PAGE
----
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High Comedy: Soprano Christa Pfeiffer and alto Jonathan Salzedo (right) star in Saturday's performance of 'Clori, Tirsi e Fileno' by the Santa Cruz Chamber Players under the direction of Jerry Hui (bottom).

Baroque Masterpiece

The Santa Cruz Chamber Players celebrate three decades with an evening of early Handel.

By Scott MacClelland

George Frideric Handel--as he preferred to spell his name in England--is one of those prolific composers who seemed to hide many of their best jewels in places so arcane as to almost guarantee they'd disappear from view. If this suggests that Handel wasn't always hitting home runs, rest assured that, like Bach, the music is always at least good. Also like Bach, Handel often recycled his "best moments" into other guises and contexts. Yes, there is method to the madness.

When the Santa Cruz Chamber Players put on Handel's early Italian comic opera, Clori, Tirsi e Fileno, this Saturday in the opening concert of their 30th anniversary season, you might actually recognize some of the tunes. That's because Handel put fresh words to them and pretended they were brand new when they appeared in such of his better-known operas as Rodrigo, Rinaldo, Agrippina and Acis and Galatea.

British-born Bay Area harpsichordist Jonathan Salzedo, who serves the SCCP as this program's music director, first heard about the Handel work from a singer at the Berkeley Early Music Festival. For centuries, only a fragmentary manuscript, kept at the British Library, was known to exist. In 1960, however, one Rudolf Ewerhart discovered a complete score at Münster.

Although composed in 1707, when Handel was 22 and in the service of the Marchese Ruspoli, there is no record of a first performance then. Like its better known contemporary, Apollo e Dafne, it is catalogued as a chamber cantata, though the character of the music and its relation to the text plainly reveal a budding opera-composer, and opera was the only way a composer of that era could hope to make serious money.

But in any case, to turn a Baroque cantata into an opera requires nothing more than costumes and staging. Moreover, as Salzedo explains, the expanded instrumentation for this occasion "allows different combinations and creates new colors."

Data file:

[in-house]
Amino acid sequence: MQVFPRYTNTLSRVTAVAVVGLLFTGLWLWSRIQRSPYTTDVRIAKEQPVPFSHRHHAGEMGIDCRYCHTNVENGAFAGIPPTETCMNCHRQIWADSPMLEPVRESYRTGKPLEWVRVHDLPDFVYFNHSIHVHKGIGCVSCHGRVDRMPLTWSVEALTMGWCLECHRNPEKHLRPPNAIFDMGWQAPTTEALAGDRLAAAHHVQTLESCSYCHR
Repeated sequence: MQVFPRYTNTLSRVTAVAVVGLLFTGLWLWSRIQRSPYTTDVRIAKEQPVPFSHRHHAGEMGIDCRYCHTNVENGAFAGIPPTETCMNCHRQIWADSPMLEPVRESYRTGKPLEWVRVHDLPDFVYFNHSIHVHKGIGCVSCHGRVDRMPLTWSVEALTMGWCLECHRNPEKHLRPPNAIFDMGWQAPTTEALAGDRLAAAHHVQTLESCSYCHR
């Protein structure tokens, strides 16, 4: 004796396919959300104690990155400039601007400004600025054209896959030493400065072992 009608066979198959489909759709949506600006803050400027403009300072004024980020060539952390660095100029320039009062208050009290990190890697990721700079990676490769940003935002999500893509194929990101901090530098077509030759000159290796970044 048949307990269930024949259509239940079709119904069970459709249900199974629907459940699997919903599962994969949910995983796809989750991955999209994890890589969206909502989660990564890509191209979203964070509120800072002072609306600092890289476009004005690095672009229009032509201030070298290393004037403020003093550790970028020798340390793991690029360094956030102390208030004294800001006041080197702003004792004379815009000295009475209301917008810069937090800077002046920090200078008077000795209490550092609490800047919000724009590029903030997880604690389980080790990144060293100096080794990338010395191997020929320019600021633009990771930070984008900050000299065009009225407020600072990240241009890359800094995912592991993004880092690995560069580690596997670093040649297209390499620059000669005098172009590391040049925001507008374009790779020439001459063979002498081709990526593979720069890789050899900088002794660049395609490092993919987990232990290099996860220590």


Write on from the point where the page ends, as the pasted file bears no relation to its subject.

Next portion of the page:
The 80-minute piece will be interrupted between scenes for savory and sweet treats--catered by Jozseph Schultz--and wine and coffee, to the accompaniment of Handel's popular organ concertos.

Described as "an authentic 18th-century sensory delight," the evening underscores the celebratory character running throughout this 30th anniversary season of the Chamber Players. (The production also pays the composer tribute in this 250th year after his death.)

Pastoral subjects were popular in 17th and early 18th century Italy: witness the art and music of the period. This work, subtitled "A faithful heart hopes in vain," tells the tale of a pretty shepherdess who loves two men, then loses both, sigh, to her fickleness. In this case, soprano Christa Pfeiffer is the ambivalent Clori, while soprano Kimberley Miller plays Tirsi and alto Jerry Hui gets to be Fileno. Any implicit sheep will be let out to pasture for the duration.

At Trinity College of Music, London, in the 1960s, when "the whole early music thing was just beginning," says Salzedo, "I felt pretty much on my own trying to figure it out."

In Europe, the leading lights then were Frans Brüggen, Gustav Leonhardt and Nicholas Harnoncourt. In Britain, Trevor Pinnock and Christopher Hogwood picked up the torch. But, explains Salzedo, their productions used modern instruments. Unsatisfied, he moved to the United States in 1981 and found a lot of demand in the Bay Area for his instrument and his zeal for Baroque performance-practice authenticity.

Salzedo has been affiliated off and on over the years with SCCP, and for their 25th season cobbled together a secular Bach "cantata" from some of that composer's sacred works, reversing the order of recycling that Bach used himself.

SANTA CRUZ CHAMBER PLAYERS celebrate their 30th anniversary with a performance Saturday, Jan. 31, at 8pm at First Congregational Church, 900 High St., Santa Cruz. Tickets are $25 general/$20 seniors and $15/students, available at or 831.425.3149.

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